So the next time you’re building a social media plan with a client or a colleague, don’t start off with jargon-filled questions like “how do we maximize our reach and generate organic conversations while courting targeted influencers?” Instead, step into the shoes of the audience. “What would catch my attention if I were a [demographic] waiting for the bus in the morning?” “What would I think is interesting if I were a [demographic] flipping through my social feeds while watching TV?” “I’m a [demographic]: what’s my sense of humor like?”
Our job, before anything else, is to create content that answers those questions. Sure, we can spend time trying to network with influencers and that sort of thing – but that’s just making music for other musicians. Even the best social media “guru” (or whatever other nonsense term) in the world can’t succeed by playing with their back to the crowd. We have to put the audience first.
Zach Pearson is an account executive at Greenough. Follow him on Twitter: @zach_p_pearson
You’ve likely heard the statistic that using social media increases non-profit fundraising up to 40 percent. However, simply having a Twitter or Facebook account does not guarantee success. At Greenough, we’ve had experience working with and following non-profit organizations’ social media channels. Here are some lessons we’ve picked up along the way: 1. Stay true to your values. Your social media presence should reflect your organization’s values and goals. To that end, it’s important to avoid the urge to friend, follow or connect with every company, brand or group that comes your way, for the sole sake of growing your follower base. Instead, try to associate with organizations that share your values and interests. As your program develops, they will be the network you use to spread word about your organization and gain support.
2. Help your followers help you. To learn how to get involved with the American Cancer Society, all you have to do is take a look at its Twitter account (@AmericanCancer ). There’s a lesson here: a good non-profit social media account helps followers get involved, raise money and support their cause. A common problem for non-profits is that people want to help, but don’t know how; social media is a great way to solve that problem.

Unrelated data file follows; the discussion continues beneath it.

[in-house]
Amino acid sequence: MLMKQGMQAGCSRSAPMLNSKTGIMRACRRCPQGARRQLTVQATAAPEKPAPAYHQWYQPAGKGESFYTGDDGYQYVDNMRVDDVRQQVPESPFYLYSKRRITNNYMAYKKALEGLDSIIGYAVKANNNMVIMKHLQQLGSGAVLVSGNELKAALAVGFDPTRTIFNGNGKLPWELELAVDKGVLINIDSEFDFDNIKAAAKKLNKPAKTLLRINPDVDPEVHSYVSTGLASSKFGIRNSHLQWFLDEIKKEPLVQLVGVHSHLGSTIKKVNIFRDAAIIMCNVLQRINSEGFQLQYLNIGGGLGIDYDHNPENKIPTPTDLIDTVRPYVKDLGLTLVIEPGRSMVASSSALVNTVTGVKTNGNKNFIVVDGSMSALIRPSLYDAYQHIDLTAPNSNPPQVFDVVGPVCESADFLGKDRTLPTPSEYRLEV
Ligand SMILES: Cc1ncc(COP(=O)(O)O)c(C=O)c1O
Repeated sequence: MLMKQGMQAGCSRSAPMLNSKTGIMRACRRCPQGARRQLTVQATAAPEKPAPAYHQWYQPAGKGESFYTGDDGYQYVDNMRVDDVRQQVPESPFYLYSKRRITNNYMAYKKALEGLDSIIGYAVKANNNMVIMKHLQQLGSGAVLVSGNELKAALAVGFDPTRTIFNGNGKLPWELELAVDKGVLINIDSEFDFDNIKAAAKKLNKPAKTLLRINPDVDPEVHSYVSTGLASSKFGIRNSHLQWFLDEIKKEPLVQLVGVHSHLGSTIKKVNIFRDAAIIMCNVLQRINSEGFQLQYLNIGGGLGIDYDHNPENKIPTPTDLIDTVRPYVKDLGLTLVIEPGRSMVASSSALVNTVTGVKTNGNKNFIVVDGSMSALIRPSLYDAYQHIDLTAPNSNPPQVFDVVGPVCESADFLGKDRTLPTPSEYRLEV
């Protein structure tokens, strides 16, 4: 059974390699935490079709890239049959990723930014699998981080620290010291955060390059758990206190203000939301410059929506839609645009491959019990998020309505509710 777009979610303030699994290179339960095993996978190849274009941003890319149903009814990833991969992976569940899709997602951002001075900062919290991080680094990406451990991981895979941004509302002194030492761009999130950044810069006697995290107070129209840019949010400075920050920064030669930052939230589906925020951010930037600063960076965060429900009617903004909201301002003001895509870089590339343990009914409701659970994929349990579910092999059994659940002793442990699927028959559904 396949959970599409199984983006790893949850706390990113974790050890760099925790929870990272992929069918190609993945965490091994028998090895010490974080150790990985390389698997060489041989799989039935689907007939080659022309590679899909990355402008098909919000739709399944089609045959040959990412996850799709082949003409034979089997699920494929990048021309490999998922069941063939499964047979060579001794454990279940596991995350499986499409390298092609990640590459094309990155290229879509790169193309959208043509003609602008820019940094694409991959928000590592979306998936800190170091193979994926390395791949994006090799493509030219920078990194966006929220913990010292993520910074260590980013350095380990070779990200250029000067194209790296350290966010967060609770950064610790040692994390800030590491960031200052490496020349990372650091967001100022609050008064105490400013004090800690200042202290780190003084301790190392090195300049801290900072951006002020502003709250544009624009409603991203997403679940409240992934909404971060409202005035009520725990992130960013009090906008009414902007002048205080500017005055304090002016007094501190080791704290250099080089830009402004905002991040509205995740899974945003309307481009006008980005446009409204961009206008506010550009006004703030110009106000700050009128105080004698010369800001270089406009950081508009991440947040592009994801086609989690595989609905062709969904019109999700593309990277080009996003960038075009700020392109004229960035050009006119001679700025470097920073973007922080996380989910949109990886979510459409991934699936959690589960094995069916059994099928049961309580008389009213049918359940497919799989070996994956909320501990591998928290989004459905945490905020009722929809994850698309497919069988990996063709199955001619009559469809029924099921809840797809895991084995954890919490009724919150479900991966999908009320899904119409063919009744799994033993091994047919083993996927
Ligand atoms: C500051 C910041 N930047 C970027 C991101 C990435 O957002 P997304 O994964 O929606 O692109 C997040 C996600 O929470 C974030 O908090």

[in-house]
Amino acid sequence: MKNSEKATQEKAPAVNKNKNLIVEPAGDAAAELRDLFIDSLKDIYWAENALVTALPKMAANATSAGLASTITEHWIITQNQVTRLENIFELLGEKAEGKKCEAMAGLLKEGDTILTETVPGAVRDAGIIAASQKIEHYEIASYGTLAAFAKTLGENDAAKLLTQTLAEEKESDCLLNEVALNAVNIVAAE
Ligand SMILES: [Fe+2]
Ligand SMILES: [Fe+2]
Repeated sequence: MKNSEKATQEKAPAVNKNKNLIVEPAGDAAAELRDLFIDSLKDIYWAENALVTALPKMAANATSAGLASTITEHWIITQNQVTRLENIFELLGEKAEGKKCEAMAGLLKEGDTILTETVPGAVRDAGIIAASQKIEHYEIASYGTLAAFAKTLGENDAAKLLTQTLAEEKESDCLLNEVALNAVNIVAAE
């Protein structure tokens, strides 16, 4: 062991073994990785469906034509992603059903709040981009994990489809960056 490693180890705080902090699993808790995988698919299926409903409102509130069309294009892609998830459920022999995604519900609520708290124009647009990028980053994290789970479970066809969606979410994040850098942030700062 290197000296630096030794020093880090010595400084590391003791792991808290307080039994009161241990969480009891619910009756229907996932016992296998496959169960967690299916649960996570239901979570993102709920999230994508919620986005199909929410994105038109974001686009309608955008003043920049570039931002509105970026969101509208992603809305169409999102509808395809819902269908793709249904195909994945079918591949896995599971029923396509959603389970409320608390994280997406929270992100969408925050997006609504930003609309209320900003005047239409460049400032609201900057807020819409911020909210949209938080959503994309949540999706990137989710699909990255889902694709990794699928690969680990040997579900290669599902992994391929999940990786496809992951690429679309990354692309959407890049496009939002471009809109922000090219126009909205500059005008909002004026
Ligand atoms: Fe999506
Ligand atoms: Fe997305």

3. Communication is key. Too often, organizations view social media as a podium instead of a medium for communicating with followers. While maintaining your social media accounts is a full-time job, it’s important not to forget your supporters. Engaging your followers can be as simple as replying to a tweet, commenting on a status, or sending an individual message. For example, when the non-profit national research registry ResearchMatch launched its food allergy sub-registry in December 2013, it took to its @ResearchMatch Twitter account to send individual messages to followers informing them of the development. In addition to engaging your followers and encouraging their input, personal messages also open up your organization to new ideas and feedback.
4. Show the impact of donations and volunteers. People want to know that their gifts and hard work are paying off. Facebook and Twitter are perfect venues to express appreciation for and show the impact of volunteer efforts. Even simple gestures, like a “thank you” tweet can show volunteers that their help makes a difference. Tally up total donations or spotlight different individuals and creatively showcase their initiatives.
Do you have any tips on how non-profits can better use social media to reach their goals? Please let us know in the comments – we’d love to hear them!
Contributed by Account Executive Michael Glen. Send him an email: firstname.lastname@example.org